• Gigi: the cornstarch can stain your skin black if there is any contact with anything that might contain iodine. Maybe in your clothing, washing powder, even eating a large amount of shellfish might be enough to do it?

  • Virginia

    Hi a friend of mine put me onto Bicarbonate of Soda as deodorant and it is fantastic, we also add a few dtrops of lavender and I’m left feeling and smelling fresh as a daisy (lavender ;-)) all day ~ no rash or irritation or itching and I have sensitive skin (I use straight bicarb!

  • I have an additional recommendation: Rub a slice of lemon or lime on your pits. Kills preexisting odors and acts so well for the next 24 hours you’d think it was an antiperspirant. Great if you are traveling in the tropics, or forgot your backing soda deoterant and want to buy a lime at the store.

  • Tiffany Davidson

    Hello,

    Great information here. I’m definitely going to be making some deodorant!

    Since conventional baking soda contains aluminum, which brand(s) do you use in your deodorant recipe?

  • [...] And if you don’t have or want to use coconut oil, apparently the corn starch and baking soda are all you really need. [...]

  • please accept my idea by add water of purity rose or oil rose to this deodorant….. thank you

  • [...] my daily deodorant/antiperspirant, I’m using a baking soda and corn starch powder.  For my own recipe, I’m mixing one part baking soda with three parts corn starch and adding [...]

  • Hello
    I am delighted to find your post. It seems very easy and inexpensive to make, and I am glad to know it lasts longer than the ones you find in the shops. I will definetely try out your recipes as I am interested in making my own beauty products and cut off the chemicals I apply on my skin. Thank you very much for sharing!

  • Barbara

    Have to say, it’s actually working better than store bought (by far!). But still have some slight dampness, and just barely some odor. Any suggestions?

    • If I may suggest – leaving your arms up for the deodorant to dry thoroughly before putting any clothes on. My guess is you’re actually feeling the greasiness of the coconut oil and thinking it’s moisture from water. Also, you might consider trying Arrowroot Powder instead of cornstarch and perhaps even increasing the CS or AP. Let me know how that works out for you.

    • Hope this recipes works as well for you as it does for me.

      1/4 cup melted coconut oil
      1/4 cup baking soda
      1/4 cup cornstarch (or arrowroot powder as it’s less processed/more natural than cornstarch)

      Melt coconut oil, stir in powders, mix well and pour into glass container. Note: the coconut oil will adsorb into your skin and bind with the powders better.

      Please let me know how this works for you.

  • MNM

    I tried this recipe (but I put about half BS, half CS) and I love it, too!! I’ve been without deodorant now for about a month, and I feel liberated :) I also use lemon juice (a spritz at night and then another in the morning after applying my deodorant) to stop sweating and add a fresh perfume. Also – tomato juice (drink a glass a day) is the BEST anti-perspirant ever! (And it’s also really good for your skin!)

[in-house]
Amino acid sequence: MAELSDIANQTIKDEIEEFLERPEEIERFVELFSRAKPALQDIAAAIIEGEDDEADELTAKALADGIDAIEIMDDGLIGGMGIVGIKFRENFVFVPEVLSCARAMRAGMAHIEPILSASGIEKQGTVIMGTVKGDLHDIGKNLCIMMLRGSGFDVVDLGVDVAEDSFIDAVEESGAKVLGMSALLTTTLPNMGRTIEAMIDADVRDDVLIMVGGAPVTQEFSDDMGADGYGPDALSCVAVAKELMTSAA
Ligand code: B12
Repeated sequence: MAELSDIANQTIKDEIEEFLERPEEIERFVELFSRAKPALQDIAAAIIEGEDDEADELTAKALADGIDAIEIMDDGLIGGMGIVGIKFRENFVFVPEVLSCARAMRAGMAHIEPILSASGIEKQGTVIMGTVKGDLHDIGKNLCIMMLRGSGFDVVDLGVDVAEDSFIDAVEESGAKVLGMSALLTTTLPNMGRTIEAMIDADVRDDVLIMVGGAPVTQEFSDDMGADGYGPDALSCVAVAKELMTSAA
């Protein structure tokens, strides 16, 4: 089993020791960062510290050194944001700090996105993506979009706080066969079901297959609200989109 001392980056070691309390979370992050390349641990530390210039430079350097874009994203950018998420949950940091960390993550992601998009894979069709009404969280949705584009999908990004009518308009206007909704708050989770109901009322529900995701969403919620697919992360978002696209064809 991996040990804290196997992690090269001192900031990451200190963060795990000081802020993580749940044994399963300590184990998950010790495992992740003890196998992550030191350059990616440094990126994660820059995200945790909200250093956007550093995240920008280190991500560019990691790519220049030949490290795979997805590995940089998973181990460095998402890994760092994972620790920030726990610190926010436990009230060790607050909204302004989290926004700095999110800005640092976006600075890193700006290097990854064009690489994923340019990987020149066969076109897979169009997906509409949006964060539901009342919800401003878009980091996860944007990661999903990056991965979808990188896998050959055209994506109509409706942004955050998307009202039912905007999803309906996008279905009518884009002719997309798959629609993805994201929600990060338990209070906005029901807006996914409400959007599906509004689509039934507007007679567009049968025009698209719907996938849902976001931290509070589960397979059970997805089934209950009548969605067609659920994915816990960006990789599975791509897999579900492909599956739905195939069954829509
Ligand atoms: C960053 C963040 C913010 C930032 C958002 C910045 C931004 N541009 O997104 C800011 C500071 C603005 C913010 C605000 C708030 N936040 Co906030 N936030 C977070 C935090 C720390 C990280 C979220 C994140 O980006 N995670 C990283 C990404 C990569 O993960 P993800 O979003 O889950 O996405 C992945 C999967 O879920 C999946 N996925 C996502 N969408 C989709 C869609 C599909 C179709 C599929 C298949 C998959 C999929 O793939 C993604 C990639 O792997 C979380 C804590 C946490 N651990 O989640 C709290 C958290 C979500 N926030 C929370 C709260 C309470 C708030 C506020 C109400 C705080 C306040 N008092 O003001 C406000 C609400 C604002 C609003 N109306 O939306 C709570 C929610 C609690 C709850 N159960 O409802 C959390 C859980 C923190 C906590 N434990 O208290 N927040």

Great deodorant – LOVE IT!

  • My second batch of the deodorant recipe was made with Arrowroot powder as it’s less processed than cornstarch and because of that, I like it better. I still use equal portions of BS, Arrowroot powder (AP) and Coconut oil. I’m never going back to the unnatural store products. I traveled with my deodorant to Australia and yes, it didn’t remain a solid due to the coconut oil melting in the heat, but it was actually easier to apply than in the colder climate and was just as effective.

    I also make homemade tooth paste. 2 parts BS + 1 part melted coconut oil. Sometimes I add a few drops of Peppermint Essential Oil for freshness. It works really well for my tea stains and my dentist said my gums have been healthier since I’ve been using this over commercial store tooth paste.

  • [...] contain proplene glycol, which I also try to stay away from. So yesterday I was reading online, and found a recipe I’m going to give a try. I figure with all the detoxing, etc. that it should really put it to [...]

  • Jacqueline Fernandez

    Hello..great site…I have family that lives far away but when I visit them it so frustrates me that they have no interest in going green or they think I exaggerate…what suggestions can you offer me when I go visit them and not get so upset…thanx

  • Judy

    We’re still working on getting the rest of our family and friends on board with “green/natural” products. However, I have to say, some in our circle try to accommodate us when we visit them.

  • [...]  So up your BS content to increase freshening power.  I’ve read that some people have crazy success with just a small dab of plain baking soda, but I think my pits would take one look at a “pinch” of BS and burst out [...]

  • Linda Daube

    Found your link on a reply to a Wildly Organic Women comment. Thanks for the recipe. I’ll be visiting again; I’m in the process of getting my 99 year old mother’s home and kitchen back to using the basic organic ingredients she grew up using.